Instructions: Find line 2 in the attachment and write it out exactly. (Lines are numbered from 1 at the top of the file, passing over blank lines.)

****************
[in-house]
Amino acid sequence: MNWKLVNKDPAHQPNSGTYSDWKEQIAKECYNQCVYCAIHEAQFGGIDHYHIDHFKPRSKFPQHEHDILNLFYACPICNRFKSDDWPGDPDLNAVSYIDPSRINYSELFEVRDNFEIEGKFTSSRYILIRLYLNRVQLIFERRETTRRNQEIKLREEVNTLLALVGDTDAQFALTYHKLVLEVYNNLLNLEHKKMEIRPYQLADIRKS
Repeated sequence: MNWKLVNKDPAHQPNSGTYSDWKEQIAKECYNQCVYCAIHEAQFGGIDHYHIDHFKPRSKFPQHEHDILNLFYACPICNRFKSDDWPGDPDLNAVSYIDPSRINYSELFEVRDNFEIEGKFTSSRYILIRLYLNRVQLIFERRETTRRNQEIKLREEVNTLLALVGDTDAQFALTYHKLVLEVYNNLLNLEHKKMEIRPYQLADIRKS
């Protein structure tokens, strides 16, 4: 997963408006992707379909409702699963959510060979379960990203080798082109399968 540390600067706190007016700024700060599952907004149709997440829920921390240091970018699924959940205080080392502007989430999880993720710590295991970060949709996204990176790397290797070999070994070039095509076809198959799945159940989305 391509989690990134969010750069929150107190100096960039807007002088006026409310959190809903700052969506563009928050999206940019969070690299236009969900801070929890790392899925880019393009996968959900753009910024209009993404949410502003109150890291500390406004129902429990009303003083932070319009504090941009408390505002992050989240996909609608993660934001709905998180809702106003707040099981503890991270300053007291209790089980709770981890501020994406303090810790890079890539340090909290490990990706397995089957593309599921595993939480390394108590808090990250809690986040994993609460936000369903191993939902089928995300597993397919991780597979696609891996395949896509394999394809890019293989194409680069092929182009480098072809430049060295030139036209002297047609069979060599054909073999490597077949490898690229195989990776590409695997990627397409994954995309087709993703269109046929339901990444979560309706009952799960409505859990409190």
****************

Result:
Amino acid sequence: MNWKLVNKDPAHQPNSGTYSDWKEQIAKECYNQCVYCAIHEAQFGGIDHYHIDHFKPRSKFPQHEHDILNLFYACPICNRFKSDDWPGDPDLNAVSYIDPSRINYSELFEVRDNFEIEGKFTSSRYILIRLYLNRVQLIFERRETTRRNQEIKLREEVNTLLALVGDTDAQFALTYHKLVLEVYNNLLNLEHKKMEIRPYQLADIRKS